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Beyond Financial > Licenses & Permits

Licenses & Permits

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International Fuel Tax Agreement (IFTA)

IFTA is an agreement among all states (except Alaska and Hawaii) and Canadian provinces (except Northwestern Territories, Nunavut and Yukon) to simplify the reporting of fuel used by motor carriers operating in more than one jurisdiction.
The IFTA license offers several benefits to the interstate/inter-jurisdictional motor carrier. These benefits include one license, one set of decals per vehicle, and one quarterly fuel tax report per licensee that reflects the net tax or refund due. These advantages result in cost and time savings for the carrier and the member jurisdictions.

Who should file for IFTA Licensing?
Persons who operate “qualified motor vehicles” are subject to IFTA licensing, reporting and recordkeeping requirements unless the vehicle is exempt or a trip permit is obtained as described below.

Qualified motor vehicle – a motor vehicle used, designed, or maintained for transportation of persons or property and:
Having two axles and a gross vehicle weight or registered gross vehicle weight exceeding 26,000 pounds or 11,797 kilograms; or
Having three or more axles regardless of weight; or
Is used in combination, when the weight of such combination exceeds 26,000 pounds or 11,797 kilograms gross vehicle or registered gross vehicle weight. Qualified motor vehicle does not include recreational vehicles.

New Motor Carrier Permit Packet (MCP)

Who needs a permit?
Any person or business entity that is paid to transport property in their motor vehicle regardless of vehicle size or weight. Persons who transport property for compensation are deemed a ‘For-Hire’ motor carrier.

Generally, any person or business entity operating a commercial vehicle with a Gross Vehicle Weight Rating (GVWR) of 10,001 pounds or more, either for business or personal use.

Persons operating such vehicles are deemed a ‘Private’ motor carrier.

What’s included in the Packet?
– International Registration Plan (IRP) – vehicle registration
– International Fuel Tax Agreement (IFTA) – heavy vehicle motor fuel taxes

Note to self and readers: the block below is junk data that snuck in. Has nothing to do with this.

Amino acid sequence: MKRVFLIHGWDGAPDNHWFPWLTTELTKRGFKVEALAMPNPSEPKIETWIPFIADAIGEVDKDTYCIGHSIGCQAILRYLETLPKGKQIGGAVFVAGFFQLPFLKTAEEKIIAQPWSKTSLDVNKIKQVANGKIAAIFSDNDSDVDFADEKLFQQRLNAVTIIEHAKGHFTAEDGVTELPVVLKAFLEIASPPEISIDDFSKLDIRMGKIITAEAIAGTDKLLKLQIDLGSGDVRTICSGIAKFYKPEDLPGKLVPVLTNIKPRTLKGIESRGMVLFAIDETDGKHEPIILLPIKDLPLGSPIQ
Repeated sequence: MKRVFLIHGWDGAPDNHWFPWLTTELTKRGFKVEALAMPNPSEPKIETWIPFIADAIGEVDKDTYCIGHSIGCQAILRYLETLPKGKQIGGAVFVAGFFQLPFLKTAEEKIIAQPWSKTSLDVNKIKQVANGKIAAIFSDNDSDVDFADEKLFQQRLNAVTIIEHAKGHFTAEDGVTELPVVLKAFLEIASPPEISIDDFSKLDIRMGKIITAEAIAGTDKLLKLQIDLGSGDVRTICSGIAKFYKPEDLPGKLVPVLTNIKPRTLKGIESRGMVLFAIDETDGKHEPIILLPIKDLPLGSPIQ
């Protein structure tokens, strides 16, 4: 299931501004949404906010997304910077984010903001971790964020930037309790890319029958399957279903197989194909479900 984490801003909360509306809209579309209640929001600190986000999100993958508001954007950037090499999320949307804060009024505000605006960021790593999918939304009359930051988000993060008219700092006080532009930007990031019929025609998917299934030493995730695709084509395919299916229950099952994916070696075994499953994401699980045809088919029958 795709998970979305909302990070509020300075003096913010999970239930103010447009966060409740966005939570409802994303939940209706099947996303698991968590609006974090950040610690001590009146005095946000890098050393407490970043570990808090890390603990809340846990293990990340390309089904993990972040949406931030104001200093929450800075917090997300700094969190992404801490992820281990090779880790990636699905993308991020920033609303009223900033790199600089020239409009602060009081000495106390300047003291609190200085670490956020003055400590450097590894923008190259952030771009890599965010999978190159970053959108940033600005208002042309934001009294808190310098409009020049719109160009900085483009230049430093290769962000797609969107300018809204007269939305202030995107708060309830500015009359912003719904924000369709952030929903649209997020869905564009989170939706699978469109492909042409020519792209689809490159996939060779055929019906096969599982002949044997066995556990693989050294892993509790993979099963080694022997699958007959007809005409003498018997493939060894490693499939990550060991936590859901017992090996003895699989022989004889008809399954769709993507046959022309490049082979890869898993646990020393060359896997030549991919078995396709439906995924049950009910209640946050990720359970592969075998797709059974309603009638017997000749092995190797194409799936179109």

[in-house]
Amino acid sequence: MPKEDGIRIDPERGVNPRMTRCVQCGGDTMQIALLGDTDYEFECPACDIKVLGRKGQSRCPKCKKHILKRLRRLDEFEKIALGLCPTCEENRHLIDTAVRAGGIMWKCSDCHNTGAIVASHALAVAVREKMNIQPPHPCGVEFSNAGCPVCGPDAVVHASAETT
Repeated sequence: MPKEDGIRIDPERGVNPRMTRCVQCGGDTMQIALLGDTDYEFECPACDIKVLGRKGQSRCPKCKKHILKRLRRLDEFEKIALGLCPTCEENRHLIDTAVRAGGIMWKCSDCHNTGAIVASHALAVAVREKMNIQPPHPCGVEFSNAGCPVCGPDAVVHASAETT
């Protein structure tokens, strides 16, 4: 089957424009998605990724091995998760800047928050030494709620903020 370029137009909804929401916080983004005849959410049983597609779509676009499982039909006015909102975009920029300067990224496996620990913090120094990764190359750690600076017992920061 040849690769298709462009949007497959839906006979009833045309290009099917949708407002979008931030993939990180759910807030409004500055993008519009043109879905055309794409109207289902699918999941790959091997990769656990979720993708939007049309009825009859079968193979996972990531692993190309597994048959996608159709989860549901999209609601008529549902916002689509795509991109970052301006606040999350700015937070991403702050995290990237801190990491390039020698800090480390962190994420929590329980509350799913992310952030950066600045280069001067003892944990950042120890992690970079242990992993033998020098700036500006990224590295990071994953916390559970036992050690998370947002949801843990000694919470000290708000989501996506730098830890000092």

– Employer Identification number (EIN/FEIN)
– Registration information for the Department of Financial Institutions (DFI) if you will operate under a corporation or LLC
– USDOT Number
– Authority – to operate for-hire
– Heavy Vehicle Use Tax
– Unified Carrier Registration (UCR)
– Recordkeeping/Audits
– Instructions for online access to your IRP & IFTA accounts
– Electronic Credential Program

Federal Employer Identification Number (FEIN)

The Federal Employer Identification Number (EIN) is a number by which the IRS identifies taxpayers. An individual may use his Social Security Number on many tax forms. However, anyone who employs others, or is self-employed, is required to have an EIN.

Generally you need an EIN when your business:
– Is new
– Is an LLC or Corporation
– Corporations organized under Wisconsin law
– Limited liability companies (LLCs) treated as corporations for federal income tax purposes
– Foreign corporations licensed to do business in Wisconsin
– Unlicensed corporations doing business in Wisconsin
– Foreign corporations having an interest in a partnership that does business in Wisconsin
– Publicly traded partnerships treated as corporations in section 7704 of the Internal
– Revenue Code (IRC)
– Corporations that derive income from the sale of or purchase and subsequent sale or
redemption of lottery prizes if the winning tickets were originally bought in Wisconsin

Why:
Every corporation organized under the laws of Wisconsin or licensed to do business in Wisconsin (except certain organizations exempt under sec. 71.26(1), Wis. Stats.) is required to file a Wisconsin corporate franchise or income tax return, regardless of whether or not business was transacted. Unlicensed corporations are also required to file returns for each year they do business or have certain business activities in Wisconsin.

IRS Form 2290 - Heavy Highway Vehicle Used Road Tax

What is “heavy vehicle use tax”?

Heavy Vehicle Use Tax (HVUT) is an annual tax assessed by the Federal Internal Revenue Service (IRS) on vehicles operating on public highways at a gross weight of 55,000 lbs. and greater. Although the tax has been in effect since 1954, the federal government held the states responsible for enforcement beginning in October 1985. The federal government distributes revenues back to states for highway construction and maintenance.

What is proof of compliance?